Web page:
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By Mark Johnson, Staff Writer
The Richmond R-XVI School Board failed to act on a proposal to replace the aging phone system at Richmond Middle School, deciding instead at a July 10 meeting to leave the decision to Superintendent Dr. Damon Kizzire.
For the board, the proposals came down to replacing the current system with another basic system from Sun Telephone at the cost of $4,495 or a more complex system provided by Midwest Computech, which would incorporate greater future flexibility and incorporation with the internet, at a cost of $9,896.
Board president Chris Minnick said he was concerned that by purchasing a more limited system, the school district could be forced to purchase another one in the not too distant future because of the pace of technology.
“I don’t want to have to buy the same system twice,” he said.
Other board members were concerned about the cost of the Midwest Computech system, considering the other building needs the school district currently has.
What board members didn’t have, though, were additional alternatives to consider for a new phone system at the middle school since that proposal was not formally sent out to bid.
When asked about that in an e-mail, Kizzire said, “As is stated in board policy, $15,000 is the amount that requires bids and neither of these quotes (for a new phone system) is at that point.”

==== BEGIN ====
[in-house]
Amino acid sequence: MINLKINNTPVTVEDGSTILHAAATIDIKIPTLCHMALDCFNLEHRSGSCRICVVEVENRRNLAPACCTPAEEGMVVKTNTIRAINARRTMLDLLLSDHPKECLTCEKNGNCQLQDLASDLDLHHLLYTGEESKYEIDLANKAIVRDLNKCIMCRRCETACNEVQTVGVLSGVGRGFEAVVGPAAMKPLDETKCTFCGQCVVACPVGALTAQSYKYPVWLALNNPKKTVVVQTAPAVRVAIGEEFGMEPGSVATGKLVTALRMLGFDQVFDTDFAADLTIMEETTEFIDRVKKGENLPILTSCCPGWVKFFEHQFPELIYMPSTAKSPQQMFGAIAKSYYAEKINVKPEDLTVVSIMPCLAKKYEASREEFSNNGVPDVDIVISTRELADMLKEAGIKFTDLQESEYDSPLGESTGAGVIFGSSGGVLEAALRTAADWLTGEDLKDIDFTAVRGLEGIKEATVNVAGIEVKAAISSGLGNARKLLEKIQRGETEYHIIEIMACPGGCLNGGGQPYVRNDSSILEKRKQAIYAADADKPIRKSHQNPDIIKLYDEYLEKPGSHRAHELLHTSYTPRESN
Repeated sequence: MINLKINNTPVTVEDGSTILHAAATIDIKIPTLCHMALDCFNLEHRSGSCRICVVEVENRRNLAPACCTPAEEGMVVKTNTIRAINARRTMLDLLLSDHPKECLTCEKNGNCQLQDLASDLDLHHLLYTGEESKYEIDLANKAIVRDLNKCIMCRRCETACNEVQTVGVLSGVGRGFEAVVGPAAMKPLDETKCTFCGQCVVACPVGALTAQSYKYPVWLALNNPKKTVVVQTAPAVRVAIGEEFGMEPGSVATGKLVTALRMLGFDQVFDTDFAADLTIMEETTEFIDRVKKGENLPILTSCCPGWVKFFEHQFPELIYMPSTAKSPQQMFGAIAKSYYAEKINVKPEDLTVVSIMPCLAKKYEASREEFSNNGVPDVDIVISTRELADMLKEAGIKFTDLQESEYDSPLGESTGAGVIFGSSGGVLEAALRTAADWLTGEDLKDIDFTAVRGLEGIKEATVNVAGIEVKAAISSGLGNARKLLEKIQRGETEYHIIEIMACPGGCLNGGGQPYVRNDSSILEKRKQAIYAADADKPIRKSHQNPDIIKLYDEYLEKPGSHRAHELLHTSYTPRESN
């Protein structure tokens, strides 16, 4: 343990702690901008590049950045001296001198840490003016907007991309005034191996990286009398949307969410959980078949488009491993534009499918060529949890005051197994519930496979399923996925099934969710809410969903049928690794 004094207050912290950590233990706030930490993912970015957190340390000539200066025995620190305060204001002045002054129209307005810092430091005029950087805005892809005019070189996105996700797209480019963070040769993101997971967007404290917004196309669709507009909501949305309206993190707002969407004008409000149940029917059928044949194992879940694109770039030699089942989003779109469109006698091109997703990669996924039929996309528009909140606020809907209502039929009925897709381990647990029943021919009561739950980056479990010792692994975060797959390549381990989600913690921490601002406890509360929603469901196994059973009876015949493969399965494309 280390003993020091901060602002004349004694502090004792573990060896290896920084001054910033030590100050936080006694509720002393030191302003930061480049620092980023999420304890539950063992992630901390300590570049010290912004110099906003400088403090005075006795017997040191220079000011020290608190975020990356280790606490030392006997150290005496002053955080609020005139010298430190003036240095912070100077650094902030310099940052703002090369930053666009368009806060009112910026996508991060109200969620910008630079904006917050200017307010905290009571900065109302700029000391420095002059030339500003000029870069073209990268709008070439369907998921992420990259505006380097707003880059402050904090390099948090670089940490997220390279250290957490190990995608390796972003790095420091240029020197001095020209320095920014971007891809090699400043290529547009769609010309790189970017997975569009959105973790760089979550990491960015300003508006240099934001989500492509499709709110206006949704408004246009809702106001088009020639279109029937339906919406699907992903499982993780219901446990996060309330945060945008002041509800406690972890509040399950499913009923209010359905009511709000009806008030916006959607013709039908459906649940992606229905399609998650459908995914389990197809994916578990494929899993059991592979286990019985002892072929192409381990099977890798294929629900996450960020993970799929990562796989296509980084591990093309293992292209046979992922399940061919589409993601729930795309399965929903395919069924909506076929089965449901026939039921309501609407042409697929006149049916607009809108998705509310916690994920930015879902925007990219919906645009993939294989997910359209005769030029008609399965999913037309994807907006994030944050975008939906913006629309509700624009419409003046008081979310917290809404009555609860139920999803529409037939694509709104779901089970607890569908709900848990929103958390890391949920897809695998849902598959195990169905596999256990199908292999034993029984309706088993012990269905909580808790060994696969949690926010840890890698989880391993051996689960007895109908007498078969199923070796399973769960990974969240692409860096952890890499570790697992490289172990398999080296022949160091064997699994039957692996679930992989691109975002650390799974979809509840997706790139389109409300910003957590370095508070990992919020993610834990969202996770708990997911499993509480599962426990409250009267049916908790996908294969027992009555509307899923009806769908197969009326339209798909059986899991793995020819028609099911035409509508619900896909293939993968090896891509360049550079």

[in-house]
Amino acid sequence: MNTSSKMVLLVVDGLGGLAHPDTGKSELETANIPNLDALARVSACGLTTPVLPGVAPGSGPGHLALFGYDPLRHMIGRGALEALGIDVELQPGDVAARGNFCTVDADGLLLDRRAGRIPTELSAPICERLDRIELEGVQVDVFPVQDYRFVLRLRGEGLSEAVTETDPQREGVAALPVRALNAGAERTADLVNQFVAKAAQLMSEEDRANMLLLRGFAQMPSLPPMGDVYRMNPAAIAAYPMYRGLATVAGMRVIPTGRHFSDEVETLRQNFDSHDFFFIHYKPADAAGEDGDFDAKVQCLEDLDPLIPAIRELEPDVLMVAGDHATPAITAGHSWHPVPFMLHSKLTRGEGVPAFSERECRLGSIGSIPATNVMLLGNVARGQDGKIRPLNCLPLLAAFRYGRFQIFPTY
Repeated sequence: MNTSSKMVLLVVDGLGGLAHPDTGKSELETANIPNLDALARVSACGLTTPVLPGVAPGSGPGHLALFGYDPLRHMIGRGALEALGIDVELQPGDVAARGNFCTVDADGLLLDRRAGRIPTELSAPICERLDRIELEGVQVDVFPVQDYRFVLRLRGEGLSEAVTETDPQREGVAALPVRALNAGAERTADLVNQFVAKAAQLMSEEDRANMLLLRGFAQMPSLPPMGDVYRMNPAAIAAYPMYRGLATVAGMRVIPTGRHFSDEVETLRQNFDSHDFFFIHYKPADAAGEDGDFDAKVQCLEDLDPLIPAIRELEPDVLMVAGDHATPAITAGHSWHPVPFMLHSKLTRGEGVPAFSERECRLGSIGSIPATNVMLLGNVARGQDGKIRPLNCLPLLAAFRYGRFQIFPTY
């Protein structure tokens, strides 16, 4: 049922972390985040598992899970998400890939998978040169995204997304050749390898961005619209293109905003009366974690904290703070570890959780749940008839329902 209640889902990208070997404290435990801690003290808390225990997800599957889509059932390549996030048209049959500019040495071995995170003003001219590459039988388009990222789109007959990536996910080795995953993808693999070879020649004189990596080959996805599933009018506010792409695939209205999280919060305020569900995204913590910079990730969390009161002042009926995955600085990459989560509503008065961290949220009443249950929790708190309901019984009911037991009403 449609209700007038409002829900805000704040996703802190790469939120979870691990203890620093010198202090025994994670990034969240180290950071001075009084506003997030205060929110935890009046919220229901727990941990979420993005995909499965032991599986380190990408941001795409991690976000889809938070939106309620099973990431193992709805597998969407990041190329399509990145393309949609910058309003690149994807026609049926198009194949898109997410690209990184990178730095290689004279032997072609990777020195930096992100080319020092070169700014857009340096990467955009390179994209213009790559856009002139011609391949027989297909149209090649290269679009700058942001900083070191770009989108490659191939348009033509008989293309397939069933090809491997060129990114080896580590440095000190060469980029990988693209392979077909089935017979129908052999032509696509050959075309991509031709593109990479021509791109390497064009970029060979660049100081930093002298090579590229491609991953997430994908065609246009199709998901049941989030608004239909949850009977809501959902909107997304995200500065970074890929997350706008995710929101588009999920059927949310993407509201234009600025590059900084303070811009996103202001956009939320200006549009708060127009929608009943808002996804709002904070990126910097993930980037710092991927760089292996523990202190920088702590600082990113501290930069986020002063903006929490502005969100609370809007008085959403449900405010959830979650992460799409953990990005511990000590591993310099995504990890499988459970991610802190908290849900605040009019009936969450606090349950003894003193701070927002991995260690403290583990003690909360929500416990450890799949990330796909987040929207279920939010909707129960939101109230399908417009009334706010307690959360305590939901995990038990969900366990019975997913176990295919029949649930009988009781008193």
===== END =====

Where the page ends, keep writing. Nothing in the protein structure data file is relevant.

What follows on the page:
Board policy, however, states:
“Purchases of $3,000 or more are to be competitively bid.”
In other business:
• Board members learned a large capital expenditure could soon be on the horizon – replacing the heating unit for the high school gymnasium.
“That unit is more than 25 years old and when it breaks down again, it’s not going to be able to be repaired,” Kizzire said. “It’s going to need to be replaced immediately.”
The superintendent also expressed concern that the work is going to take a significant part of the $100,000 budget set aside in the 2012-13 for building needs.
• Concern about the building needs budget led board members to table for the time being an energy-savings project at the high school, which would cost just under $40,000 and have a payback period of less than three years. The work would focus on the installation of new energy-efficient lighting and include a rebate from KCP&L.
• A technology update report delivered to board members highlighted the installation of two new servers that are up and running and significantly reducing processing times associated with the old equipment. Computers are also being prepped for the start of school in August, the report noted.